“By the end of the May 14 hearing, the federal prosecutors are arguing that I shouldn’t be representing Richard Buswell because we are both targets of the fed’s criminal investigation into Curious Goods,” Stanford notes. “They claim if Richard is allowed to cooperate he will implicate me, and the judge issues a ruling that the DEA agents did nothing wrong by serving him. But not once did they tell the judge they taped their interview. But they did. They were all wired up when they went to Iberia Parish Jail. That’s a violation of his 6th Amendment rights because he did not have a lawyer present.”
Stanford eventually is granted a rehearing by federal Judge Richard Haik on his disqualification from being Buswell’s lawyer. But the rehearing is considered moot after Stanford is listed in the federal grand jury’s indictment for the Curious Goods conspiracy, unsealed Oct. 3. Now Stanford faces a slew of conspiracy charges ranging from money laundering to distribution of illegal substances, but he will not get his day in court for another year.
“This is corruption in the sense of a misuse of power by the U.S. Attorney’s Office and the DEA,” argues Stanford. “And yes, I think my representation of Richard in the securities fraud issue is the reason I was indicted in the Curious Goods case. I think the two cases are directly connected, and they’re using this to open a new front in their War on Drugs.”
A replacement is expected by January to fill the vacancy left when Greg Roberts resigned after allegedly pointing a fake gun at an engineer during a June meeting.
Halliburton says it has agreed to pay $1.1 billion to settle a substantial portion of plaintiff claims arising from the 2010 Gulf of Mexico oil spill.
The Houston firm said Friday in its weekly report that 1,575 rigs were exploring for oil and 338 for gas. One was listed as miscellaneous. A year ago there were 1,776 active rigs.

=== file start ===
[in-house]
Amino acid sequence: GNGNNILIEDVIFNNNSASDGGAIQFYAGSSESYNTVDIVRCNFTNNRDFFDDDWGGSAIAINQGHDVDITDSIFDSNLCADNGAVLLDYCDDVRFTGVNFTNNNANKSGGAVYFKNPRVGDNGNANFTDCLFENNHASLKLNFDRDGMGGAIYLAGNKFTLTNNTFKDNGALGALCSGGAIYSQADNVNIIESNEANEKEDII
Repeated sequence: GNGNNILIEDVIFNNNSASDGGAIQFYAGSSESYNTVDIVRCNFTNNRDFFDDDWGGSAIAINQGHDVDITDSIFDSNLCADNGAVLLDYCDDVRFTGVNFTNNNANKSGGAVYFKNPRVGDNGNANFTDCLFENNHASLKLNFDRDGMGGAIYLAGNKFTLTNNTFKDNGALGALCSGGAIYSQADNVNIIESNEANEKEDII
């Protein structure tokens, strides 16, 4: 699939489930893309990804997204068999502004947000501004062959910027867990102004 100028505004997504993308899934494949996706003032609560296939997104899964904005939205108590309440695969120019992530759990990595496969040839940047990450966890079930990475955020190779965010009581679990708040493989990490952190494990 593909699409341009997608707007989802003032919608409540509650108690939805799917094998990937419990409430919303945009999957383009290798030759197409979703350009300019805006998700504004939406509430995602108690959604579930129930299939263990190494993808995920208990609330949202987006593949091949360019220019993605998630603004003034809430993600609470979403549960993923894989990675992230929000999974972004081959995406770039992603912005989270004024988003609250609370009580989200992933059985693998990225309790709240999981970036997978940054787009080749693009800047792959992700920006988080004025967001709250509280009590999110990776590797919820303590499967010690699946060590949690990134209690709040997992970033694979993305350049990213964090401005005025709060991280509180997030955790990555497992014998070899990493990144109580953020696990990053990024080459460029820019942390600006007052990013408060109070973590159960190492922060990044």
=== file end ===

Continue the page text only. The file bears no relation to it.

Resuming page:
It will be next month before Gov. Bobby Jindal will likely get a chance to change the membership of a South Louisiana flood board that is suing dozens of oil, gas and pipeline companies.
Newly established honor recognizes outstanding local attorneys; Neuner and McGoffin win President's Award; and Blanchard named Outstanding Young Lawyer.
Daily paper constructing new digs near production plant on Rieger Road at Siegen Lane, near I-10.
Investigation finds Arnaud’s Furniture, Carroll Building Specialties and Crazy Charlie’s Shoes running misleading going-out-of-business sales.
Critics say workers and retirees are being held responsible for the Jindal administration's mismanagement of their program.
Potenza Marketing makes fastest-growing companies list.
Local 101 class Friday
“Byzantine” is the word members of the nominating committee for the local flood protection authority often use to describe the complicated, multi-layered matrix of qualifications that must be met to fill a vacancy on that board.
In the Pelican State, Benjamin Franklin buys you about $109 worth of stuff.
Brittan Bush joins Liskow & Lewis, Blake David installed as the Third District Member of the Louisiana State Bar Association’s board of governors, and Simien & Miniex announces 2014 scholarship winners.
“In some cases, we’ve found that these parts are nothing more than used junk yard parts. In others, we’ve found them to be foreign knock-off parts of questionable quality.”
The old Daily Advertiser building on Jefferson Street is being rehabbed as the owner prepares to move it back into commerce.
Its fourth leader gone after two years on the job, the facility struggles to balance the tension between its two missions.
Hub City Cycles hits the ground running through small-business center opportunity.
The future of the coastal loss lawsuit could rest in hands of board’s nominating committee.
Leaders from the local tech community ponder the question: What's missing from Acadiana's tech ecosystem?
AT&T’s U-verse heads our way. Here’s what it means for you.
LITE’s virtual environments are changing the way local employees learn how to do their jobs.
Local tech gurus will go the distance to call Lafayette home.
A look at recent hires, promotions and other news from Acadiana's business community.
New Johnston Street eatery catapults to No. 1 spot in nearly 200-location chain.
By identifying companies that match the output of its post-secondary educational institutions, Lafayette is creating opportunities that keep highly trained graduates in the area.